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15th December 2022 (8 Topics)

1 out of 3 farmers are tenants in Telangana; are excluded from any government support


A recent survey conducted on conditions of Farmers in Telangana, highlighted that while on one hand, there is mounting debt on tenant farmers; they do not get any substantial government support which is mostly given to land-owning farmers.

Details of the survey:

  • Conducted by: Rythu Swarajya Vedika (RSV), an independent farmers’ organization based in Telangana and Andhra Pradesh.
  • Key findings:
    • One out of every three farmers in Telangana is tenant farmers, shows high tenancy rate in the state.
    • The figure is double the National Sample Survey Organization (NSSO) estimates of 17.5 per cent tenant holdings in the state.
    • The tenant farmers were found to be excluded from all government support.
    • Statics of land distribution:
      • 36 per cent of farmers were cultivating leased land. Also, 19 per cent of these were

Telangana becomes the second state after Andhra Pradesh with such high tenant holdings in the country.

    • High Debt: Average debt due to agriculture per tenant farmer family was Rs.2.7 lakh. Of this, 75 per cent were private loans.
    • Dependence on Money lenders: Tenant farmers being dependent on moneylenders, fertiliser and pesticides dealers, gold pawnbrokers, commission agents, relatives, seed companies, and landowners for their investment.

Who are tenant farmers?

  • A tenant farmergrows crops or raises livestock on land that's owned by someone else. Most tenant farmers pay rent to a landlord for a house and farmland.
  • Originally, tenant farmers were known as 
  • Tenant farming, is an agricultural system in which landowners contribute their land and a measure of operating capital and management while tenants contribute their labor with various amounts of capital and management, the returns being shared in a variety of ways.
  • Payment to the owner may be in the form of a share in the product, or in cash, or in a combination of both.

Tenants and their families probably constitute two-fifths of the world’s population engaged in agriculture.

Agriculture policy issues in India:

  • Agriculture in India has been facing several issues such as fragmented land holding, depleting water table, deteriorating soil quality, increasing input costs, low productivity etc.
  • Output prices may not be remunerative as farmers are often forced to borrow to manage expenses.
  • According to a study jointly conducted by Nabard and Bharat KrishakSamaj (BKS), a farmers producers’ organization, in Punjab, more than 60 per cent of the ‘very high’ and ‘high’ distress small and marginal farmers (SMFs) did not receive farm loan waiver (FLW) benefits.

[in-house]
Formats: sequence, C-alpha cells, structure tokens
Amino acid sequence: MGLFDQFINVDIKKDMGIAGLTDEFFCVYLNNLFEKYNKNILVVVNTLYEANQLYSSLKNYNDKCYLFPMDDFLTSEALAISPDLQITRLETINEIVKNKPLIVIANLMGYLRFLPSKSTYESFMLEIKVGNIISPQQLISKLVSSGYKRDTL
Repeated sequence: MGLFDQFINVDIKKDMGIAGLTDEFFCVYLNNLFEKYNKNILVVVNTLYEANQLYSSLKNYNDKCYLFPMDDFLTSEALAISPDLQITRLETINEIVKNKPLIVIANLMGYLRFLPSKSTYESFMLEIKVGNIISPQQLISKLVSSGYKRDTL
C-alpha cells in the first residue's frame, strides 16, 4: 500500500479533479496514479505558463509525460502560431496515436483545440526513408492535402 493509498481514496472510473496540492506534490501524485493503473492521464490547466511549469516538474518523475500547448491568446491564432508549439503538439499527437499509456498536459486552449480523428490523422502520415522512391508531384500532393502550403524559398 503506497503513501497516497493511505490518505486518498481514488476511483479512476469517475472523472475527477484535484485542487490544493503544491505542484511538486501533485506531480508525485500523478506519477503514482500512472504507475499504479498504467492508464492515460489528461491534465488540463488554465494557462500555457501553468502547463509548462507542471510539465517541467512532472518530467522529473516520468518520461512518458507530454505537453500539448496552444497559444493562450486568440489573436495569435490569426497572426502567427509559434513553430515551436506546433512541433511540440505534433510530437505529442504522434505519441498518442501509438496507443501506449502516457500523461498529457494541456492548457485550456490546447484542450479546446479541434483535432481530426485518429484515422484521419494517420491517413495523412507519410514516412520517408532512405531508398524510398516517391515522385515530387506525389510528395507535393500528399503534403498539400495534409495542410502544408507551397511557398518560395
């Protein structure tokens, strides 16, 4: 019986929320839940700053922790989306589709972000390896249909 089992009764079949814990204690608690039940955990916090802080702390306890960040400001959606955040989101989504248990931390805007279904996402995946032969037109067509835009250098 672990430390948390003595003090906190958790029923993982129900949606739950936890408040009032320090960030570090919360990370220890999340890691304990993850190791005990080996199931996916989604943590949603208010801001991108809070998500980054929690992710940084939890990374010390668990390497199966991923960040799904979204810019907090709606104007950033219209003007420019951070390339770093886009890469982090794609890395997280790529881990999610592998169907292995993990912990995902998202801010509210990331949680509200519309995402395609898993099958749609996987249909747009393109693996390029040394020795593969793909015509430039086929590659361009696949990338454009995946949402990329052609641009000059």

• In Maharashtra also, close to 42 per cent of the SMF whose distress category was ‘very high’ did not receive FLW benefits.
  • Thus indebtedness is the key reason for several farmer suicides in India.
  • Loan waivers can provide some relief to farmers in such situations.

What is the difference between tenant farmers and sharecroppers?

  • Tenant farmers could only contribute their labor but had no legal claim to the land or crops they farmed, and owns plow animals, equipment, and supplies. However, sharecroppers can claim over the share of crops being produced.

Why they face exploitation?

  • Due to unpaid debt taken by them in undefined interest rates from money lenders and landowners.
  • Lack of education about crops and leads to crop failures.
  • Non-inclusion in several government schemes for farmers
  • Lack of Capital support
  • Unable to get loan from banks, due unavailability of land or assets for mortgage.

Other Government Initiatives:

  • Rythu Bandhu Scheme of Telengana:
    • It is a scheme of the Telangana government under which the state government extends financial support to land-owning farmers at the beginning of the crop season through direct benefit transfer.
    • The scheme is open to all resident farmers of the state who owned land.
  • Pradhan Mantri Kisan Samman Nidhi:
    • All land holding eligible farmer families (subject to the prevalent exclusion criteria) are to avail of the benefits under this scheme.
  • Mukhyamantri Harit Krishi Sanyantra Yojana in Bihar:
    • To make available the various farm of agricultural equipment, farm machinery
    • and other implements under the priority sector of Agriculture and allied activities to support the small and marginal farmers of the state
    • To balance the adverse economies of scale due to the high cost of individual ownership
    • To improve the mechanization in areas with low farm availability
    • To provide hiring assistance for various agricultural machinery or implements that are applied for the different operations
    • To expand more mechanized activities during cropping seasons in the large areas especially in small and marginal holdings

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